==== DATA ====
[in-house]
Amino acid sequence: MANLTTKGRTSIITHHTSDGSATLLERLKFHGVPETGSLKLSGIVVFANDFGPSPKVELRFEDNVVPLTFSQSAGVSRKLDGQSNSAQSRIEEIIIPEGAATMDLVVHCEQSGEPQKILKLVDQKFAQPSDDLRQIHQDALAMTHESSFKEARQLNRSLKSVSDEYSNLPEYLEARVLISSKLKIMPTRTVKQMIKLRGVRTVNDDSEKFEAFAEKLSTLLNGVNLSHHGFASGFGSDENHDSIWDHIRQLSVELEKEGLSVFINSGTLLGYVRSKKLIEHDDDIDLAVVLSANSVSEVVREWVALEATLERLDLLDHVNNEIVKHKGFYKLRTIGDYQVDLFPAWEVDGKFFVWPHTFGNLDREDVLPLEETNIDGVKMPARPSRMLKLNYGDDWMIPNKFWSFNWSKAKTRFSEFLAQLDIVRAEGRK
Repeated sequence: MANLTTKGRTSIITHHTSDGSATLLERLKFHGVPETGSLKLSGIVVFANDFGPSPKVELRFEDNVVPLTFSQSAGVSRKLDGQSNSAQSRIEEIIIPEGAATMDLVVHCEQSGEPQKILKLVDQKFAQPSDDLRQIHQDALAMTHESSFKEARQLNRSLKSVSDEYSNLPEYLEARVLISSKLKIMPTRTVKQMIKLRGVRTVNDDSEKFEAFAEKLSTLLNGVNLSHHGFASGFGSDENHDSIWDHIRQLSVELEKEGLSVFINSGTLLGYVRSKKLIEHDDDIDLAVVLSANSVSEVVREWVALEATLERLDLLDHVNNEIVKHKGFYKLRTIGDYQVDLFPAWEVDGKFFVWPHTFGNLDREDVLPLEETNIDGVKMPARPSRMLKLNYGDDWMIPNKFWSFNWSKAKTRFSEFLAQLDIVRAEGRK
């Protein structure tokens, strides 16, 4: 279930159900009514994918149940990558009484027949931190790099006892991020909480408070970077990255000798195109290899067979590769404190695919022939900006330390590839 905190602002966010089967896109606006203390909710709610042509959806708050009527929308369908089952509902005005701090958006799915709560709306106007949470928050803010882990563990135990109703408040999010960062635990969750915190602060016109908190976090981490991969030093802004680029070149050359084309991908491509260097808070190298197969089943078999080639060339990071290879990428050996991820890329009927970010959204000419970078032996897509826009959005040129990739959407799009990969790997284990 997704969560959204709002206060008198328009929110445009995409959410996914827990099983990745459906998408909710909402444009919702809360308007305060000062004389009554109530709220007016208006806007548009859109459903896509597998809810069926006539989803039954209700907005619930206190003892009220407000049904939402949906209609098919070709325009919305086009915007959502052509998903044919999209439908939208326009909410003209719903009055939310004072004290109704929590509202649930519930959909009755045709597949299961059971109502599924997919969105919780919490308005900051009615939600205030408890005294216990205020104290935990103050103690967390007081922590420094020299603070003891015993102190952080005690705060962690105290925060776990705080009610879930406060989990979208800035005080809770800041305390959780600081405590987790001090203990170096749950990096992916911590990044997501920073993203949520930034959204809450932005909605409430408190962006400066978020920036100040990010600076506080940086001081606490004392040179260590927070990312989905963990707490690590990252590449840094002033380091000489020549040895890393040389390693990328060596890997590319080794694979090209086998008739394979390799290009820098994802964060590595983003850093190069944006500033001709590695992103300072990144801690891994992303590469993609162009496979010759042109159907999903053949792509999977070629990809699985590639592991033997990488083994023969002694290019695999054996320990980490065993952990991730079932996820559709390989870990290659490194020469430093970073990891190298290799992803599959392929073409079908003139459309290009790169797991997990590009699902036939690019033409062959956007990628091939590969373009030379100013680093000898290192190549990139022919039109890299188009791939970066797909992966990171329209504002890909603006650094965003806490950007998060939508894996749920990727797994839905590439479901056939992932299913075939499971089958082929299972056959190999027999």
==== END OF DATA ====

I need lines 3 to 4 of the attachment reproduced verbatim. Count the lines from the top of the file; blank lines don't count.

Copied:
Repeated sequence: MANLTTKGRTSIITHHTSDGSATLLERLKFHGVPETGSLKLSGIVVFANDFGPSPKVELRFEDNVVPLTFSQSAGVSRKLDGQSNSAQSRIEEIIIPEGAATMDLVVHCEQSGEPQKILKLVDQKFAQPSDDLRQIHQDALAMTHESSFKEARQLNRSLKSVSDEYSNLPEYLEARVLISSKLKIMPTRTVKQMIKLRGVRTVNDDSEKFEAFAEKLSTLLNGVNLSHHGFASGFGSDENHDSIWDHIRQLSVELEKEGLSVFINSGTLLGYVRSKKLIEHDDDIDLAVVLSANSVSEVVREWVALEATLERLDLLDHVNNEIVKHKGFYKLRTIGDYQVDLFPAWEVDGKFFVWPHTFGNLDREDVLPLEETNIDGVKMPARPSRMLKLNYGDDWMIPNKFWSFNWSKAKTRFSEFLAQLDIVRAEGRK
């Protein structure tokens, strides 16, 4: 279930159900009514994918149940990558009484027949931190790099006892991020909480408070970077990255000798195109290899067979590769404190695919022939900006330390590839 905190602002966010089967896109606006203390909710709610042509959806708050009527929308369908089952509902005005701090958006799915709560709306106007949470928050803010882990563990135990109703408040999010960062635990969750915190602060016109908190976090981490991969030093802004680029070149050359084309991908491509260097808070190298197969089943078999080639060339990071290879990428050996991820890329009927970010959204000419970078032996897509826009959005040129990739959407799009990969790997284990 997704969560959204709002206060008198328009929110445009995409959410996914827990099983990745459906998408909710909402444009919702809360308007305060000062004389009554109530709220007016208006806007548009859109459903896509597998809810069926006539989803039954209700907005619930206190003892009220407000049904939402949906209609098919070709325009919305086009915007959502052509998903044919999209439908939208326009909410003209719903009055939310004072004290109704929590509202649930519930959909009755045709597949299961059971109502599924997919969105919780919490308005900051009615939600205030408890005294216990205020104290935990103050103690967390007081922590420094020299603070003891015993102190952080005690705060962690105290925060776990705080009610879930406060989990979208800035005080809770800041305390959780600081405590987790001090203990170096749950990096992916911590990044997501920073993203949520930034959204809450932005909605409430408190962006400066978020920036100040990010600076506080940086001081606490004392040179260590927070990312989905963990707490690590990252590449840094002033380091000489020549040895890393040389390693990328060596890997590319080794694979090209086998008739394979390799290009820098994802964060590595983003850093190069944006500033001709590695992103300072990144801690891994992303590469993609162009496979010759042109159907999903053949792509999977070629990809699985590639592991033997990488083994023969002694290019695999054996320990980490065993952990991730079932996820559709390989870990290659490194020469430093970073990891190298290799992803599959392929073409079908003139459309290009790169797991997990590009699902036939690019033409062959956007990628091939590969373009030379100013680093000898290192190549990139022919039109890299188009791939970066797909992966990171329209504002890909603006650094965003806490950007998060939508894996749920990727797994839905590439479901056939992932299913075939499971089958082929299972056959190999027999």